It would have been easy for John Green to go the easy route.
Green had already developed a loyal following—called the Nerdfighters—for his five Young Adult novels, that last of which, “The Fault in Our Stars”—a beautiful doomed romance between smart teenagers with terminal illnesses—became a worldwide phenomenon by selling millions of copies in 2012 and was adapted into a box office-topping film in 2014.
Readers have been waiting since 2012 for his new book, and that book, “Turtles All the Way Down,” (Dutton Books, New York, 2017, 286 pages) has arrived—and it does not disappoint.
Aza Holmes is a 16-year-old girl in Indiana living with obsessive-compulsive disorder (OCD) and acute anxiety. She lives every day with a waking nightmare of getting sick while secretly skipping the required dosage of the antidepressant Lexapro while drinking hand sanitizer (she thinks it will keep her insides clean and disease-free).
Aza starts off actually questioning whether she is real: She literally worries she is fictional.
Meanwhile, she navigates high school with her best friend Daisy while remembering her father who had died suddenly years earlier.
Aza’s life changes when she investigates the disappearance of billionaire Russell Pickett and falls into a relationship with Pickett’s son Davis. It is a geeky, hesitant relationship but one that Green wrings both comfort and discomfort from.
“Part of me wanted to tell him that I loved him, but I wasn’t sure if I really did,” Aza thinks. “Our hearts were broken in the same places. That’s something like love, but maybe not quite the thing itself.”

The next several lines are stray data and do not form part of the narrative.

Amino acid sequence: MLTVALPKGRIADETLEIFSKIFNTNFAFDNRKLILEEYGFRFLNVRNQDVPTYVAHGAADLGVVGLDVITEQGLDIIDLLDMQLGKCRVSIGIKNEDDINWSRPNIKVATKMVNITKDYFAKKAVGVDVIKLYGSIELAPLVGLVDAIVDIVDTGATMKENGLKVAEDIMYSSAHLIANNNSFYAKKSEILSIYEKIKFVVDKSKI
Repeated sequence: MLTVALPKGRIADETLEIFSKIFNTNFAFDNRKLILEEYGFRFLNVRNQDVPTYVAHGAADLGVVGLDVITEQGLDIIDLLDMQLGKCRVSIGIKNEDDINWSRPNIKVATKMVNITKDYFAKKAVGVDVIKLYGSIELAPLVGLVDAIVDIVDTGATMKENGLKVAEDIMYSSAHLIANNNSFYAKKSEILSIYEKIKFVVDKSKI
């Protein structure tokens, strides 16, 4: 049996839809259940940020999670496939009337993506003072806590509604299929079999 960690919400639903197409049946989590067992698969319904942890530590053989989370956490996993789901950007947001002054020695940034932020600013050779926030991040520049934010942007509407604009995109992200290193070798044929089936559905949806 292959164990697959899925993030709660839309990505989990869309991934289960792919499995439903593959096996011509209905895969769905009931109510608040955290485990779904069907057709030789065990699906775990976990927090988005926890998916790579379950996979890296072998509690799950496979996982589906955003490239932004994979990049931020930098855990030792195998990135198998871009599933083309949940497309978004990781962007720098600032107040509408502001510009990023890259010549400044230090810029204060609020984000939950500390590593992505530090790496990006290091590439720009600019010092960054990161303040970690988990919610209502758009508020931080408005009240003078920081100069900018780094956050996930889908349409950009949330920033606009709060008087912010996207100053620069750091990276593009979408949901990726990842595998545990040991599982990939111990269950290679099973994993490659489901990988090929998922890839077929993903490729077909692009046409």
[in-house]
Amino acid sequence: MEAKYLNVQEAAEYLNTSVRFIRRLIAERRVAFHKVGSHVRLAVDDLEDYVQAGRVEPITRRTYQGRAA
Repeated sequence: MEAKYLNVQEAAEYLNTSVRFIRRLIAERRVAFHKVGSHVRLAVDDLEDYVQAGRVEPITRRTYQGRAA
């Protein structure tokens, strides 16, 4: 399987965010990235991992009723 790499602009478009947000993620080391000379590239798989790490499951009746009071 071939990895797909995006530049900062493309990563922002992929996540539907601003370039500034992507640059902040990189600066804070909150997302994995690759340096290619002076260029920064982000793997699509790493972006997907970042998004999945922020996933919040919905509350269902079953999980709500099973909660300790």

The expectations were enormous, but Green responds confidently. “Turtles” is smaller in scale than “Fault,” with a more arching dramatic structure. Quieter and more nuanced, “Turtles” is like John Green in a condensed form: very intense and focused. The book does not shy away from being intelligent and, yes, quite nerdy.
It’s also beautiful. It’s tempting to just keep quoting lines from “Turtles” to show this because the book has so many achingly quotable lines, like this one: “Like, the world is billions of years old, and life is the product of nucleotide mutation and everything. But the world is also the stories we tell about it.”
Green crafts Aza, Daisy and Davis with such detail they feel very real. His ability to write flawed, self-aware teenagers remains undiminished.
“Turtles” is loaded with wacky details such as a car named Harold, astronomy, “Star Wars” fan fiction, blog entries and song lyrics. “Turtles” lets its geek flag fly high.
Aza’s friendship with Daisy is burnished with winning honesty and eccentricity.
The mystery regarding the missing man can be considered unnecessary because the beauty and power of “Turtles” lies primarily in its stunningly authentic portrayal of Aza’s experience with mental illness.
Readers will feel what it feels like to be trapped in day after day of battling something inside you that feels like it’s taking over, combining self-loathing with self-preservation manifested in actions and words running amok.
“‘I knew how disgusting I was,’ she tells herself. ‘I knew it. I knew now for sure. I wasn’t possessed by a demon. I was the demon.’”
Yet the book also inspires as the characters still fight to overcome their daily obstacles.
Green reminds readers of their worth in a world of fear and wonder: “We are both astonishments, the closest thing in the known universe to a miracle.”
“Turtles” is powerful because it is personal. Green has publicly said he suffers from OCD. This book is better than “Fault” precisely because Green has carried that experience onto the page. It’s claustrophobic and classic.
In a time when more and more attention needs to be focused on the diagnosis and treatment of young people suffering with mental illness, it is important not only to discuss mental illness in the open, but also discuss it with depth, accuracy and compassion. This book does exactly that.
“Turtles All The Way Down” proves that the author is more than just popular. It’s proof that John Green matters.